Let’s talk about wood chips vs. wood chunks. There are benefits of both, and what you need will depend on what you’re grilling or smoking. Here are some of the pros and cons of both:
Pros of Wood Chips
- Great for quick smokes – like pork chops, chicken breasts, or salmon
- Add some flame if needed
- Can add mixes of flavor
- Usually cheaper
- Soaks in water faster
Cons of Wood Chips
- Does not smoke long
- Will likely flame up
- Less smoke flavor
- Can not reuse
Pros of Wood Chunks
- Best wood flavor
- Can be reused
- Great for low and slow smokes – smoked pork butts, ribs, brisket, etc.
- Will smoke for longer period of time
Cons of Wood Chunks
- Not really versatile
- Depending on grill size, one chunk might be too much – I keep a small hatchet at my grilling station to cut my wood chunks into smaller pieces.
- More expensive than wood chips
Trying this Grilling Method for the First Time
If you’re a bit nervous about using your charcoal grill as a smoker, I suggest smoking a whole chicken (see How to Smoke a Whole Chicken HERE!). Chicken is cheap, and it won’t require as long of a smoking time. Plus, you can experiment with different wood flavors to see what you like best.
Then, once you feel comfortable with your grill, you can move on to those Big Daddy briskets and butts!
The 3 Pillars of Smoking on a Charcoal Grill
Using your charcoal grill as a smoker comes down to how well you follow these 3 main points… call them the “holy grail” must-do’s of smoking on a charcoal grill:
1. Don’t Over-Light Your Charcoal
Smoking on a charcoal grill is much different than grilling a meat that cooks quickly, like steak or hamburgers. Grilling at hot and fast temps requires you to light more charcoal. If you want to maintain a lower temp for smoking, you only need to light about 5-8 briquettes when you start your grill.
2. Get Your Meat as Far Away as Possible from the Charcoal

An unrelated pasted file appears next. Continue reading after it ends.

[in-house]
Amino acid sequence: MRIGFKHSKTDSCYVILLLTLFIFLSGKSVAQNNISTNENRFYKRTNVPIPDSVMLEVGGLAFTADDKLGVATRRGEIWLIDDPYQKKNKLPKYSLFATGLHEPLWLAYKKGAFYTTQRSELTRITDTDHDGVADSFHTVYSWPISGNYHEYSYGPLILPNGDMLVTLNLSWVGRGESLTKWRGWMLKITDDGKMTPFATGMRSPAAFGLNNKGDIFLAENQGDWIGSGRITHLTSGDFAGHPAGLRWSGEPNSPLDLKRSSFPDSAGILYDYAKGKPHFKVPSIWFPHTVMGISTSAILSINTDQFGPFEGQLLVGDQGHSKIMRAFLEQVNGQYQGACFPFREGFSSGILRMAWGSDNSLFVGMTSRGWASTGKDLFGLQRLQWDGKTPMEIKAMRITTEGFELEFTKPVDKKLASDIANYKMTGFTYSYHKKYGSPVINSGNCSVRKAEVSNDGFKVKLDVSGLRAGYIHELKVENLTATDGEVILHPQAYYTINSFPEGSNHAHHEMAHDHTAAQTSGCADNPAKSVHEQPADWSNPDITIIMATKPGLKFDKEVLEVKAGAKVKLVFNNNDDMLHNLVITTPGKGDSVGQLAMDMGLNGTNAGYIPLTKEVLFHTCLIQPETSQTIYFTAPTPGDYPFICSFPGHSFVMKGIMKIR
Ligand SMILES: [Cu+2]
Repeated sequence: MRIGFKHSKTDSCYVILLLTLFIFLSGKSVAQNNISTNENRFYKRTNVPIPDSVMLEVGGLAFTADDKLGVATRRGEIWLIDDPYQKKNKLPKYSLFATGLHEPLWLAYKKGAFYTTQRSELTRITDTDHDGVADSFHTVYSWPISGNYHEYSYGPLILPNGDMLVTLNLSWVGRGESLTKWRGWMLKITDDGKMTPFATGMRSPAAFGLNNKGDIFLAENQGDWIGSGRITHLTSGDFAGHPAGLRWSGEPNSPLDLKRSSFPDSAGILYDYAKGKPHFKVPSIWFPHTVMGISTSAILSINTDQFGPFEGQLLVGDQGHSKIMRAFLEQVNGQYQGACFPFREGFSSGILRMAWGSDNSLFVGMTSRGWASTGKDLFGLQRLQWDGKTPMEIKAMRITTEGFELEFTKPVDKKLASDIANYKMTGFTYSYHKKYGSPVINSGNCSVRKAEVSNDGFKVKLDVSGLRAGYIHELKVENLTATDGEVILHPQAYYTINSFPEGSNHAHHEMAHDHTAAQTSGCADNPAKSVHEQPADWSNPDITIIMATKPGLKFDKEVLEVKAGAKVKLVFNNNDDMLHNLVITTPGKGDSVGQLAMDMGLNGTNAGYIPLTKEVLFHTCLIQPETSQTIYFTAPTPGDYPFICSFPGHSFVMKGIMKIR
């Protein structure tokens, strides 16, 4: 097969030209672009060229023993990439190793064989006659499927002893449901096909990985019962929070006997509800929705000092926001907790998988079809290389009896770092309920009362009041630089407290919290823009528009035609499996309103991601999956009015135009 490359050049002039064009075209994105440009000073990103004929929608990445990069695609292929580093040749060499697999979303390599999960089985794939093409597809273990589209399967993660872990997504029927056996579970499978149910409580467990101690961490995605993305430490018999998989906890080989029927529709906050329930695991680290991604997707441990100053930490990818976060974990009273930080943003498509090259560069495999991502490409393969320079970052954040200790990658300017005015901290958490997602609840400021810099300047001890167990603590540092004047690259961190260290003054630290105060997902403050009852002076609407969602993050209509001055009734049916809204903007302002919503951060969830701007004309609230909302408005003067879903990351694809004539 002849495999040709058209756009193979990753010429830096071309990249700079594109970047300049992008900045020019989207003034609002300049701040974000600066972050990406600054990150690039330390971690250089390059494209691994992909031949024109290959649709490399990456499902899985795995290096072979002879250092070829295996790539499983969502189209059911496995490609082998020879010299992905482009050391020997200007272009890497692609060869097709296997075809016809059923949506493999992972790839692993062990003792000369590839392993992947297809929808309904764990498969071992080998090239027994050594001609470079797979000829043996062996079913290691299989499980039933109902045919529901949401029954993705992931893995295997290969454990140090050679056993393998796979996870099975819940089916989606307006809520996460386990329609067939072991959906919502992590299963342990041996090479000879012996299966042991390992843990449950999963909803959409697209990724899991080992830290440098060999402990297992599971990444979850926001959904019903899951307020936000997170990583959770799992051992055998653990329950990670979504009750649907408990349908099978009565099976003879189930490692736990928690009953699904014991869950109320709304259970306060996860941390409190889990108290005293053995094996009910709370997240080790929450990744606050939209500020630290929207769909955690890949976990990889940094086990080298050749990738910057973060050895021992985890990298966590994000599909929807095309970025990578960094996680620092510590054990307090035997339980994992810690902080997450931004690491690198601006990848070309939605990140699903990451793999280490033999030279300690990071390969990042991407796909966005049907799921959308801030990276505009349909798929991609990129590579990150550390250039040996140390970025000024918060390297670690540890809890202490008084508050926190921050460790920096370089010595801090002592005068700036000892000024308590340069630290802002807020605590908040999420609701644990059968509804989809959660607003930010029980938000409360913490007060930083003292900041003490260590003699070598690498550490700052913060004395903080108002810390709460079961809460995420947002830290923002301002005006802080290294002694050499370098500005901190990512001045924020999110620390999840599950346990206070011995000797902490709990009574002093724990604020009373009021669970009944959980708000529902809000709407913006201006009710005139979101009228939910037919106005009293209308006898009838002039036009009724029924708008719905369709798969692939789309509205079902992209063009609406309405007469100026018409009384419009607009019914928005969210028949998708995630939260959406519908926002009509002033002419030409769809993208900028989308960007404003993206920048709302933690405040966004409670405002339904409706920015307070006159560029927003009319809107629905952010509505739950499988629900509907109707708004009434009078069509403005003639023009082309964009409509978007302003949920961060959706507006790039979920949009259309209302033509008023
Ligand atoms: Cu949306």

To create a smoking effect on a charcoal grill, you need to create a two zone system – one hot zone and one cool zone. The great thing about a two zone system is it allows you to move your meat around the grill, depending on if it needs a hotter or cooler zone. With smoking, you want to move your meat to the cool zone and position it away from your heat source, in this case charcoal and wood chunks.
By getting your meat away from your heat, you allow the smoke to completely surround your meat with just a hint of heat. Your meat will cook more slowly and the fat will render out leaving you with a nice, crispy outer layer on your meat. If your meat was directly over the heat, it could flare up from the fat dripping down and catching on fire. That would raise your temperature inside your gill. Plus, directly over top of the coals is the hottest part of your grill, which defeats the point of the two zone set up.
The low and slow method also makes it really difficult to over-cook your meat. So while it does take a little bit of patience in the set up process, smoking on a charcoal grill is basically foolproof once you learn how to set it up and dial in your grill temp.
3. Control Your Temperature
Which brings me to the 3rd rule of smoking with a charcoal grill… You have to control your temperature.
Using your charcoal grill as a smoker is NOT a set it and forget it method. You will need to continuously monitor the temperature of your grill and make sure that it stays within the “smoke” range. Whether you’re cooking ribs, pork butt, or a whole smoked chicken, you want your grill to stay right around 250 degrees. That’s the golden number… plus or minus 25 degrees and you should be good.
That is why I swear by the 2 way remote thermometer. It allows you the freedom to do other things (like make some killer side dishes), and not to be constantly glued to the grill.
This is NO DOUBT one of the MOST IMPORTANT grilling methods to have in your repertoire. Once you know how to set your grill up like a smoker, and use your air vents to maintain the temperature, you’ll be a smoking master in no time!